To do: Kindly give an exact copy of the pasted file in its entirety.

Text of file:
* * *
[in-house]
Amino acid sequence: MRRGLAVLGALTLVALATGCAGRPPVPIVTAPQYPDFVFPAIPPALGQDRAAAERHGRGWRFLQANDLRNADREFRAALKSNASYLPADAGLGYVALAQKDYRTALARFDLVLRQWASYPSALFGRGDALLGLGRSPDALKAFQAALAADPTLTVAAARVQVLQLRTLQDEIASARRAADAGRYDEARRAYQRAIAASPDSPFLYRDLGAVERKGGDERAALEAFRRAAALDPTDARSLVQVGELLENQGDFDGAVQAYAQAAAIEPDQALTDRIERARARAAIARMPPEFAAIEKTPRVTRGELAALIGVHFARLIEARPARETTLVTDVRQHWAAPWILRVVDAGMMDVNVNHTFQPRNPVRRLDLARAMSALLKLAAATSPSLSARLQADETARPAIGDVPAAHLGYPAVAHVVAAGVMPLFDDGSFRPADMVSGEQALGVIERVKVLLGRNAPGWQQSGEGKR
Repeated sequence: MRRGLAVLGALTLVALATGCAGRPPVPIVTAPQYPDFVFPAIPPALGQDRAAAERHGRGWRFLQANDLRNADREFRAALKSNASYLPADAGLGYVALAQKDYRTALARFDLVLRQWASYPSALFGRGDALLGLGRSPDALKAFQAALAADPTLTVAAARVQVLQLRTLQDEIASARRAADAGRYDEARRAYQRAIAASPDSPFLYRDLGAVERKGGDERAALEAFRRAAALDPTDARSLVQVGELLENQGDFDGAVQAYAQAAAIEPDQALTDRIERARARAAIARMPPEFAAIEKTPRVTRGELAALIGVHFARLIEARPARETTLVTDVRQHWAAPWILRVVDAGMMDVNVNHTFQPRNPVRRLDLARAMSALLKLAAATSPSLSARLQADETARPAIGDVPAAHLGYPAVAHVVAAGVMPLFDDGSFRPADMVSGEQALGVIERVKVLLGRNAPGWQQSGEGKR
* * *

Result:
[in-house]
Amino acid sequence: MRRGLAVLGALTLVALATGCAGRPPVPIVTAPQYPDFVFPAIPPALGQDRAAAERHGRGWRFLQANDLRNADREFRAALKSNASYLPADAGLGYVALAQKDYRTALARFDLVLRQWASYPSALFGRGDALLGLGRSPDALKAFQAALAADPTLTVAAARVQVLQLRTLQDEIASARRAADAGRYDEARRAYQRAIAASPDSPFLYRDLGAVERKGGDERAALEAFRRAAALDPTDARSLVQVGELLENQGDFDGAVQAYAQAAAIEPDQALTDRIERARARAAIARMPPEFAAIEKTPRVTRGELAALIGVHFARLIEARPARETTLVTDVRQHWAAPWILRVVDAGMMDVNVNHTFQPRNPVRRLDLARAMSALLKLAAATSPSLSARLQADETARPAIGDVPAAHLGYPAVAHVVAAGVMPLFDDGSFRPADMVSGEQALGVIERVKVLLGRNAPGWQQSGEGKR
Repeated sequence: MRRGLAVLGALTLVALATGCAGRPPVPIVTAPQYPDFVFPAIPPALGQDRAAAERHGRGWRFLQANDLRNADREFRAALKSNASYLPADAGLGYVALAQKDYRTALARFDLVLRQWASYPSALFGRGDALLGLGRSPDALKAFQAALAADPTLTVAAARVQVLQLRTLQDEIASARRAADAGRYDEARRAYQRAIAASPDSPFLYRDLGAVERKGGDERAALEAFRRAAALDPTDARSLVQVGELLENQGDFDGAVQAYAQAAAIEPDQALTDRIERARARAAIARMPPEFAAIEKTPRVTRGELAALIGVHFARLIEARPARETTLVTDVRQHWAAPWILRVVDAGMMDVNVNHTFQPRNPVRRLDLARAMSALLKLAAATSPSLSARLQADETARPAIGDVPAAHLGYPAVAHVVAAGVMPLFDDGSFRPADMVSGEQALGVIERVKVLLGRNAPGWQQSGEGKR